Lots of people like Argo but more importantly, lots of people like Ben Affleck. In the Oscar race the least offensive almost always wins, particularly once they expanded the field from five to ten, and from ten to an unspecified number. The more Best Picture contenders, the more spread out the vote, the more the least offensive, general consensus pick wins. That thinking favors Argo probably. It might also favor Silver Linings Playbook and it might favor Lincoln.
The Lincoln voters are a solid group and probably somewhat unwavering. The remaining voters who didn’t like Lincoln (the Jeff Wells and the David Carrs) will be split up between three films, I figure: Argo, Silver linings Playbook and Les Miserables. If any of the three of them didn’t have such strong support it might kick some power towards one specific one. Les Mis and Argo both won the Globe.
What Argo has going for it: The charm offensive of George Clooney (producer) and Affleck (writer, producer, actor). You can imagine the kind of sway they have at parties, for instance.
What Silver Linings has: Do I need to say his name? He’s the dude who had Arianna Huffington host a party for the King’s Speech and had Charlie Chaplin’s granddaughter or daughter endorse The Artist. They don’t have the golden boys Affleck and Clooney but they have immense power and two back-to-back Best Picture wins on their side.
What Les Miserables has: An incredibly passionate fan base.
People who are currently predicting Argo really have the wrong opponent in mind when considering Lincoln; Argo isn’t going up against Lincoln, it’s going up against Silver Linings, Les Mis AND Lincoln. That’s not even considering the obvious love for Life of Pi, Beasts of the Southern Wild and Amour.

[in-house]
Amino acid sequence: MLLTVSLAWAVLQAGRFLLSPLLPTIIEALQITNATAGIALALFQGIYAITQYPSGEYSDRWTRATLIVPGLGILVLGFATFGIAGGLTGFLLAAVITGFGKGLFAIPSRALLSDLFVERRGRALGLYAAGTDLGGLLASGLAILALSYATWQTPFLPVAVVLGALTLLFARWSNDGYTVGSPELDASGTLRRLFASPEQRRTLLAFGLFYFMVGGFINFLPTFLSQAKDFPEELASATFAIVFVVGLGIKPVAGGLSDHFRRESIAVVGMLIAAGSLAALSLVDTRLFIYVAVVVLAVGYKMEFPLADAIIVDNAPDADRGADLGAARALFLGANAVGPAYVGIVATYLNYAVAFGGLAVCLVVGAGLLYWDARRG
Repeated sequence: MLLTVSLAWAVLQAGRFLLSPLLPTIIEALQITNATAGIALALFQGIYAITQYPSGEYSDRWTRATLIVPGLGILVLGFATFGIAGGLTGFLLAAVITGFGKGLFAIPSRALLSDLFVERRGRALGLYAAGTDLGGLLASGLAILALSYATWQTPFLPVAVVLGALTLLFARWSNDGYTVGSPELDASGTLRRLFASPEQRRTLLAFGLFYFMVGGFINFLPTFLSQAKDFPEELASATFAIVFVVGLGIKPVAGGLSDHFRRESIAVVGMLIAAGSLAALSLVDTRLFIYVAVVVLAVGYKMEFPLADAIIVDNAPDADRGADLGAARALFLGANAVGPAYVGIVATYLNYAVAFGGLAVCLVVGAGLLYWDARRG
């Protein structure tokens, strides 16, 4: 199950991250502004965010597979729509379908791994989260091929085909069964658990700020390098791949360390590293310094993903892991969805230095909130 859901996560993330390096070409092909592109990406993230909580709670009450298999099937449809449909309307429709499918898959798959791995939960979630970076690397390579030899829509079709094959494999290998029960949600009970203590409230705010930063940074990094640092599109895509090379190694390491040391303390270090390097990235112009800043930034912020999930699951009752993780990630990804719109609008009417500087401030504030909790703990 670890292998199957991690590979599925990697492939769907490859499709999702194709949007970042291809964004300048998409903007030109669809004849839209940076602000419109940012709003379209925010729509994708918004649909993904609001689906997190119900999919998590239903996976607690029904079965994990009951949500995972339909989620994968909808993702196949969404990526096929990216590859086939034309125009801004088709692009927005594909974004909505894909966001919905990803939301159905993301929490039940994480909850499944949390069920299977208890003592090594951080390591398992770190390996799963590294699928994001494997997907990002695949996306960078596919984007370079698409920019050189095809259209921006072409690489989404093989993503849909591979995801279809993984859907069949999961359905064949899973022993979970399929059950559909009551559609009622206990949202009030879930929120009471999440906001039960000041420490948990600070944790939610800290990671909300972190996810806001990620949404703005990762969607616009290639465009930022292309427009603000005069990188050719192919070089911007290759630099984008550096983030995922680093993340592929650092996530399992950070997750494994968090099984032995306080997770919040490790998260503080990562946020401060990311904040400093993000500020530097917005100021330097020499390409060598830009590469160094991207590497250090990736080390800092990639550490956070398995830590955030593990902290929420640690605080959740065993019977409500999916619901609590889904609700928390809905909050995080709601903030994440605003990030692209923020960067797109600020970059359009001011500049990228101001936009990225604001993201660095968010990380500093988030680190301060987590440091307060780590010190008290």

Lincoln has yet to win a single major award and yet the numbers back it up. The British liked Argo so much they nominated Affleck for Best Actor. They didn’t like Lincoln enough to give Spielberg his only snub. If they hold hold sway over the Academy now, as many suspect, it’s possible this could be Lincoln’s only true ding — here in America we like our President Lincoln. Like a lot a lot. Doesn’t mean the Brits do.
Our Oscar wonk Marshall Flores built an exhaustive chart that I want to share with you. He traced Best Picture winners all the way back through Oscar history and ranked them in terms of most nominated per win.
It turns out that it breaks down like this:
1 time in Oscar history, the film with the 4th most nominations won: Chariots of Fire
10 times in Oscar history a film with the 3rd most nominations won Best Picture.